When "The Simpsons" debuted on Dec. 17, 1989, "The Cosby Show," then in the last of its amazing five-season run as the nation’s No. 1 show, ruled the airwaves. From the start, the animated and dysfunctional Simpson clan presented a very different take on American family life than the flesh-and-blood, high-achieving Huxtables. But the more enduring and defining legacy of Matt Groening’s creations came in turning a funhouse mirror on the popular culture of the past quarter century, part “Saturday Night Live”-style, but more like classic MAD magazine.
See for yourself starting Thursday, when Fox's FXX channel launches a round-the-clock, DVR-busting marathon of all 552 "Simpsons" episodes, broadcast in order, along with the 2007 theatrical movie inspired by the show. That’s a dozen days of “Simpsons” – or the length of an average visit to Moe's by Barney Gumble.
If that sounds like too much of a good thing – or of a dubious thing, like Duff beer, Krusty burgers and doughnuts (mmm… doughnuts!) – well, overindulgence is just "The Simpsons" way. The marathon, a prelude to the upcoming Simpsons World digital platform, offers an opportunity to shout woo-hoo! for a comedy classic – as well as trace the evolution of a show that starts its 26th season next month as the longest-running scripted primetime TV program in U.S. history.
Revisiting “Simpsons” episodes lets us relive great moments and discover others we might have missed the first time around – all while unlocking a satire time capsule and providing a chance to think about a show that, on the surface, eschews deep thought. Here are some things to look for as FXX celebrates TV’s most durable nuclear family:
•Drawing a Crowd: The renderings of Homer, Marge, Bart, Lisa and Maggie have morphed over the years from scraggly lined, rough, vertical faces to their current iconic images. Some of the voices are different, too – Homer’s gruff tones, in particular, have softened. The same goes for Seymour Skinner’s voice, which has journeyed from stentorian to beaten-down exasperation.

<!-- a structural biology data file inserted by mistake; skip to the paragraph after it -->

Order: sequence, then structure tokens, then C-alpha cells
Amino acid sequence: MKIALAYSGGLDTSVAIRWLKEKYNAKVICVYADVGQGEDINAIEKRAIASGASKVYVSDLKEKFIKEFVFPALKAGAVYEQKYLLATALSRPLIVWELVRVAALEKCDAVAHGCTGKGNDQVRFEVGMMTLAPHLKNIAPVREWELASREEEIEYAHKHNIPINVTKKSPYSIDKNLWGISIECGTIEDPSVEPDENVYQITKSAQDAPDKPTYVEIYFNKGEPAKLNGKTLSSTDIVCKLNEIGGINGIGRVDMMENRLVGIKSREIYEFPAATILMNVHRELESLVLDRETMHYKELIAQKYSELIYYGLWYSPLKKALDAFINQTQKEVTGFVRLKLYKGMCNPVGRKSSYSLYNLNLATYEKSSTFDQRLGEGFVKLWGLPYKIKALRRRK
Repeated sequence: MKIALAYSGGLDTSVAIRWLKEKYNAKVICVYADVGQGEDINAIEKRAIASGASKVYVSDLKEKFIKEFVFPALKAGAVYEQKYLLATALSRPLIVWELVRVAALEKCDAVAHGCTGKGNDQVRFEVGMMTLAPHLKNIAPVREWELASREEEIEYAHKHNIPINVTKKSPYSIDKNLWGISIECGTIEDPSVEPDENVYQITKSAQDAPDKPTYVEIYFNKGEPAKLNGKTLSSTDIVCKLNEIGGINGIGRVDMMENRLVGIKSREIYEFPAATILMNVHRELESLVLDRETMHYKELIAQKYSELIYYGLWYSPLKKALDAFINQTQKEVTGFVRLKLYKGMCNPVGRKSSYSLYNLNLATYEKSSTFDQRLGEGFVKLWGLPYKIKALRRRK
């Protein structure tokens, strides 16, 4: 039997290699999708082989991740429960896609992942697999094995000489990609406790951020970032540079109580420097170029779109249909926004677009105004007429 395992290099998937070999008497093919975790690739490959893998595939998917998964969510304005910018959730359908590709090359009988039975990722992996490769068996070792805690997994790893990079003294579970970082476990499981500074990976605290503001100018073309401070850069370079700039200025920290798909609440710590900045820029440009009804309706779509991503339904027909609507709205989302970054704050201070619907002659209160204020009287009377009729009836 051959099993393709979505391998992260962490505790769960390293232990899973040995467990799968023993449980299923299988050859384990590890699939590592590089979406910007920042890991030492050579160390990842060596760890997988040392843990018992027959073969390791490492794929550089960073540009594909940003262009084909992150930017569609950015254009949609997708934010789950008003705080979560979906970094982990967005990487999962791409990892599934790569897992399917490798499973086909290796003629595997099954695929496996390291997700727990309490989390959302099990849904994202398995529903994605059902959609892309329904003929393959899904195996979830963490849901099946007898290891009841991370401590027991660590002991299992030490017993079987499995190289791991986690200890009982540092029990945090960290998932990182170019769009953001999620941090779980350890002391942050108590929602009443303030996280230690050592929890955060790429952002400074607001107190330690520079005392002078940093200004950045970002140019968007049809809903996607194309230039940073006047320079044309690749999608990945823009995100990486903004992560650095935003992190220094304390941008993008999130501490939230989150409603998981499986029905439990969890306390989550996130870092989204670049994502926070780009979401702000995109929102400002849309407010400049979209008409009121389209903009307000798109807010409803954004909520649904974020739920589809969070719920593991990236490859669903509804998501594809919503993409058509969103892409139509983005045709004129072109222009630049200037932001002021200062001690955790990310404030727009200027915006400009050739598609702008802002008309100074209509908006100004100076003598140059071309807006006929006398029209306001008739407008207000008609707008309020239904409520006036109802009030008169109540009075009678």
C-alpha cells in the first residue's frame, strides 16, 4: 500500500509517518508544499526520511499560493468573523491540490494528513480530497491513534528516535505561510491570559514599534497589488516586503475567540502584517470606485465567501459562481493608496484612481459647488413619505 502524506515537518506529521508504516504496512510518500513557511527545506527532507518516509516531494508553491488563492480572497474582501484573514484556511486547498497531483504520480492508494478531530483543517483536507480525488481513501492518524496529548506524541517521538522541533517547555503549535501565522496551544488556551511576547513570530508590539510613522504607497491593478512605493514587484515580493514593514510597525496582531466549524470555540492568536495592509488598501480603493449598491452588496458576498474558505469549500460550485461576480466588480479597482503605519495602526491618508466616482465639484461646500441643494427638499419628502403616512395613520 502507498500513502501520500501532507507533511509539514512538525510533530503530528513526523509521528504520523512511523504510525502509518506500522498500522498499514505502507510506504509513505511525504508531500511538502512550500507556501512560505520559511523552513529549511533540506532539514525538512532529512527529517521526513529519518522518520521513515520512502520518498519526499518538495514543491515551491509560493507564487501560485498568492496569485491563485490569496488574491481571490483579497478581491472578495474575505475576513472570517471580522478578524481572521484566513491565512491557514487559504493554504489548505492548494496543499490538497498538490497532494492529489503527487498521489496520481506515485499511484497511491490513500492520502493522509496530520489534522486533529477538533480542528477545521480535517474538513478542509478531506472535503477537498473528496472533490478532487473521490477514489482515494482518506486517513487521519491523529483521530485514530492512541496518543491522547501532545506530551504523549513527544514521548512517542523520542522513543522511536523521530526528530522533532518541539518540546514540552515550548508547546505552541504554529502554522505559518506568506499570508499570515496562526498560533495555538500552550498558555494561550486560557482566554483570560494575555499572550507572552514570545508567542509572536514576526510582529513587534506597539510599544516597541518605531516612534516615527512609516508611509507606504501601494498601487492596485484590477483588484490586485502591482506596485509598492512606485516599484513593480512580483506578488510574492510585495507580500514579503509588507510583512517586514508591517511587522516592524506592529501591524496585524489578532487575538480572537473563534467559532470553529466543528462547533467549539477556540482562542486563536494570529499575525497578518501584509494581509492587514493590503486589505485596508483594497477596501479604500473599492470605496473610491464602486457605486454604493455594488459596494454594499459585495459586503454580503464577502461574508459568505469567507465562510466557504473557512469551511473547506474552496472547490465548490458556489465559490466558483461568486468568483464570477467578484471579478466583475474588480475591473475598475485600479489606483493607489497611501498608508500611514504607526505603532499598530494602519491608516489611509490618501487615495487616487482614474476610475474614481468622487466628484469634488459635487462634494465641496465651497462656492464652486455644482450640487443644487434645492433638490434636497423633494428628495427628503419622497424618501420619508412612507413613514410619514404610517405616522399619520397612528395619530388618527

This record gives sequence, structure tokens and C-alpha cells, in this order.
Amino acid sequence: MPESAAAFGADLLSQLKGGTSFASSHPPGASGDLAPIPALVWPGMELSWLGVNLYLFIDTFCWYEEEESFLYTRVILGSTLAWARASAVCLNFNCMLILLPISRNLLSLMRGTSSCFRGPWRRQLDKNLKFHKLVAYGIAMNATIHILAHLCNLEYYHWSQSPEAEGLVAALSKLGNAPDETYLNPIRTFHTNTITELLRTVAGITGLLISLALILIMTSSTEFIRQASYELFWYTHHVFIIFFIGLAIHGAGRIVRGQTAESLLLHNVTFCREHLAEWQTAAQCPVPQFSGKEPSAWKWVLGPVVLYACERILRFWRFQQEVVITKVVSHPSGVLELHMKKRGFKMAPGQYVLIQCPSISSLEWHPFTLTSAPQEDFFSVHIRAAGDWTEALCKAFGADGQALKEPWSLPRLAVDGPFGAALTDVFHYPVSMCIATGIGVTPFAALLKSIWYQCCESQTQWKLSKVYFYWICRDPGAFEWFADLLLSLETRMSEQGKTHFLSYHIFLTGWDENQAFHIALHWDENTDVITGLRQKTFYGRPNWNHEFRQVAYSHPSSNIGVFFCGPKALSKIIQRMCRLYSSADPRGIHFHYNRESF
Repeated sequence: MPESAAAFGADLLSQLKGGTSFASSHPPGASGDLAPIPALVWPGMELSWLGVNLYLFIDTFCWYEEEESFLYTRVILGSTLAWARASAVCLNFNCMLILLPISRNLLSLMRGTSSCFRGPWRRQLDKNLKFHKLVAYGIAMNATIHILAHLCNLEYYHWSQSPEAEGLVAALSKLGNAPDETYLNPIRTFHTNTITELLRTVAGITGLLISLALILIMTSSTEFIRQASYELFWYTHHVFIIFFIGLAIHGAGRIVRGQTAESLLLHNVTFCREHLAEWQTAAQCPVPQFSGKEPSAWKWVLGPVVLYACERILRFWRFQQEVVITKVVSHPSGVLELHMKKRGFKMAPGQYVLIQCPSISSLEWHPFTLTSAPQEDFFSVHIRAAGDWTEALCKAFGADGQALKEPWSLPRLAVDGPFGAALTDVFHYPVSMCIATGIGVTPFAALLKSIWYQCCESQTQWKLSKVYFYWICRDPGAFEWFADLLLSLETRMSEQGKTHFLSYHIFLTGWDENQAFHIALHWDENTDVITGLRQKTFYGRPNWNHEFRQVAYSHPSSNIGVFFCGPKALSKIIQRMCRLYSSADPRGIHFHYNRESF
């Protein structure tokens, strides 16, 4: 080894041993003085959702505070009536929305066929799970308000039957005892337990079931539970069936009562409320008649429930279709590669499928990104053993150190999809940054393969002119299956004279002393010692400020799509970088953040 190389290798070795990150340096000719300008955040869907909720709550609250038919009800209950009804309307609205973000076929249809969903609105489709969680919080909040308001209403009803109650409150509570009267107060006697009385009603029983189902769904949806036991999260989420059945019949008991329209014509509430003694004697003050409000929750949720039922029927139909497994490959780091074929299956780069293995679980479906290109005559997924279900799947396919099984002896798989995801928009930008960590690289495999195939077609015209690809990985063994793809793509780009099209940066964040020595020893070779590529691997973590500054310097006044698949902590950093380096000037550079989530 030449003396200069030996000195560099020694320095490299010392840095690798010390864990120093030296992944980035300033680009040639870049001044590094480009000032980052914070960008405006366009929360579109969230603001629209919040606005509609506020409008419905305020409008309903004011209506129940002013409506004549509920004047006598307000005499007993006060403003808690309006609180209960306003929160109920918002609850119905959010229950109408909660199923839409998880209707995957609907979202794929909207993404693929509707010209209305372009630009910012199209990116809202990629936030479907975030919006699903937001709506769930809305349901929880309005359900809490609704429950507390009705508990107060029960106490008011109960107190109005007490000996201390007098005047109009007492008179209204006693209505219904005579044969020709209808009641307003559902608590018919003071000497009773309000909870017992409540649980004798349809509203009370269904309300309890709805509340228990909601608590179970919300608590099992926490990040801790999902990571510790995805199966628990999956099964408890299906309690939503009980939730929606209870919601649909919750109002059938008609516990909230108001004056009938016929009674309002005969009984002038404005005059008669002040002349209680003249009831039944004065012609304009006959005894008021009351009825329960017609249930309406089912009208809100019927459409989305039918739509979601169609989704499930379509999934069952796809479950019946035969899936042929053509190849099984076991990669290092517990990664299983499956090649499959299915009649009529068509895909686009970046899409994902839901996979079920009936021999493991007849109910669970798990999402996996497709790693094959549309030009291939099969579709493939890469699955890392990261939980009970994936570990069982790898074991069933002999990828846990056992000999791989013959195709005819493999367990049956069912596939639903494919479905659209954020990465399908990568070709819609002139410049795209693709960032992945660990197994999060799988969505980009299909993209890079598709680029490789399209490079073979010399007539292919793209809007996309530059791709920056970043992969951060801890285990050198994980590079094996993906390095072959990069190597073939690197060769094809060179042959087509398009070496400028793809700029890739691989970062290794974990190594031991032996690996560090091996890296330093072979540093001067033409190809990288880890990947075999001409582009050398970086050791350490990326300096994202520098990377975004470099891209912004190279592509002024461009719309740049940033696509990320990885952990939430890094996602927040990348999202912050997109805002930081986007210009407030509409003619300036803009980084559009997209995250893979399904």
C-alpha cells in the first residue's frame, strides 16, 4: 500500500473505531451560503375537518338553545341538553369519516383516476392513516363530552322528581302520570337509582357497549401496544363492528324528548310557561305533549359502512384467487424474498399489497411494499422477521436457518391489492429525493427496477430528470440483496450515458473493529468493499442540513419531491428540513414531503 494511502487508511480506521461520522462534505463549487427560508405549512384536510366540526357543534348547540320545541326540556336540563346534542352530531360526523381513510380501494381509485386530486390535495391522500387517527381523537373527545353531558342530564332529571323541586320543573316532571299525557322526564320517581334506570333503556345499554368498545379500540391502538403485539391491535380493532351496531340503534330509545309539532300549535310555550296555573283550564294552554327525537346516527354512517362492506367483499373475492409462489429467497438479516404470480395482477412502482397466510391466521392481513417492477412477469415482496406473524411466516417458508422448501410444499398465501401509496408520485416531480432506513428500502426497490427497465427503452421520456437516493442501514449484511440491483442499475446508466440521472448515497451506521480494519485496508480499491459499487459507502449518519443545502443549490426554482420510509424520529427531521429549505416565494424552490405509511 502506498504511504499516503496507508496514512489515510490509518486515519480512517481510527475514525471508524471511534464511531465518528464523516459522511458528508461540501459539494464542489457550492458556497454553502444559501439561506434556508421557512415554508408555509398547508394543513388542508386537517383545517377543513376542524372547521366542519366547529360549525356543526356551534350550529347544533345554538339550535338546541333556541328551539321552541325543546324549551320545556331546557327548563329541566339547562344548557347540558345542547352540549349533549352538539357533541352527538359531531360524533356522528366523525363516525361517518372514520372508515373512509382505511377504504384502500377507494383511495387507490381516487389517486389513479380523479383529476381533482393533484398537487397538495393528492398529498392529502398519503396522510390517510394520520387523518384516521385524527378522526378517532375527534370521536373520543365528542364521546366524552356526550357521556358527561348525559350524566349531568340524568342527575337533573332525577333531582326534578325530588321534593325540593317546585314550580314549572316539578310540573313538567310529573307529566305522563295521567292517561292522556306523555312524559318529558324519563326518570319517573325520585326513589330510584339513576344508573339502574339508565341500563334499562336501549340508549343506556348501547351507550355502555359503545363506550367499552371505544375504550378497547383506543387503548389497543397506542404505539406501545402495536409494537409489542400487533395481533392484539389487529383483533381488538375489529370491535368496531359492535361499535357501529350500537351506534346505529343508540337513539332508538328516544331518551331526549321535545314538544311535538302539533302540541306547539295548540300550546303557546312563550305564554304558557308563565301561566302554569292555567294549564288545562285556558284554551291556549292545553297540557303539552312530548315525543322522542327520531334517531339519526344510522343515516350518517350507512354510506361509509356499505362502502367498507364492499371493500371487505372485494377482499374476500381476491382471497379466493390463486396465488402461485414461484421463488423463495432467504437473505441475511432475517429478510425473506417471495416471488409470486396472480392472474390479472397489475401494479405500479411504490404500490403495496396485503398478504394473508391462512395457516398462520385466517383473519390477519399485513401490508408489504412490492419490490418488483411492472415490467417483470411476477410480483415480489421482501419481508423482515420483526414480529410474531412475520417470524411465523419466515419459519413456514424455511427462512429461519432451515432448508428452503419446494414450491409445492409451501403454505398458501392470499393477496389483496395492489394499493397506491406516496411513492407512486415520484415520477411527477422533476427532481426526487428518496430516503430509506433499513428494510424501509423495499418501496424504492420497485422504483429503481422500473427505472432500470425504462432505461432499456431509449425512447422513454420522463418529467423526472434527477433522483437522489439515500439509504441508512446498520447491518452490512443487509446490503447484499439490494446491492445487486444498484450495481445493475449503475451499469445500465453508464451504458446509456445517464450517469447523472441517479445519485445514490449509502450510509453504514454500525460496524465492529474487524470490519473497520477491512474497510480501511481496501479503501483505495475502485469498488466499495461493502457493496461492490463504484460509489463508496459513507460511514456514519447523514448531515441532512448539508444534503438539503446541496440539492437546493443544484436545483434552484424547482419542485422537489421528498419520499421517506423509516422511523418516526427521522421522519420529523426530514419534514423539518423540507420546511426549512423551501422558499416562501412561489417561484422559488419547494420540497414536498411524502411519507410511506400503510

•Springfield Tourism: Guest appearances, which have grown in frequency over the last 25 years, mark perhaps TV’s greatest cumulative primetime collection of talent since “The Ed Sullivan Show”: Three Beatles, Michael Jackson, Mick Jagger, Liz Taylor, Magic Johnson, Justin Timberlake, Anne Hathaway and Stephen Hawking have lent their voices (and, in many cases, faces) to the show, to name a scant few.
•Treehouse of Delights: The annual Halloween-themed “Treehouse of Horrors” episodes have provided some of the best “Simpsons” moments – ever, as Comic Book Guy would say. Cases in point: parodies of “The Island of Dr. Moreau” (starring Dr. Hibbert), “It’s the Great Pumpkin, Charlie Brown” (with Milhouse perfectly cast as Linus) and “The Twilight Zone” (in which Homer skips through dimensions to the real world – maybe the best Simpson sequence of them all).
•Sentimental Journeys: Forget about the Fox show’s trademark sardonic streak – “The Simpsons” can spur a tear faster than Mr. Burns can release the hounds. The tone was set in the first episode, a Christmas special that brought Santa’s Little Helper to 742 Evergreen Terrace. The death of Lisa’s saxophone hero Bleeding Gums Murphy, the fortuneteller episode in which an adult Lisa (nearly) gets married to a snob and the backstory of Homer’s desertion by his 1960s radical mom (Glenn Close) all show surprising heart and rank among the series’ most memorable installments.
•Having Cows: As much as “The Simpson” mocks sitcoms, it echoes the form – most prominently in catchphrases, some of whose popularity have dissipated with time: “Ay, caramba!” “Don’t have a cow, man.” “Eat my shorts!” “I’m Bart Simpson – who the hell are you?” But “D’oh!” and “Woo-hoo!” have become seemingly permanent additions to the language.
•A Homer Run: The catchphrase continuum starts with Bart, the show’s original breakout character, and extends to Homer, who, for all the citizens of Springfield and celebrity visitors, is the closest thing to being the star of “The Simpsons.” He’ll never replace Bill Cosby as America’s Dad, but he’s the best father Bart, Lisa and Maggie will ever have.
Check out FXX’s clever preview for the marathon below as viewers prepare to take an extended summer vacation to Springfield:
Jere Hester is founding director of the award-winning, multi-media NYCity News Service at the City University of New York Graduate School of Journalism. He is also the author of "Raising a Beatle Baby: How John, Paul, George and Ringo Helped us Come Together as a Family." Follow him on Twitter.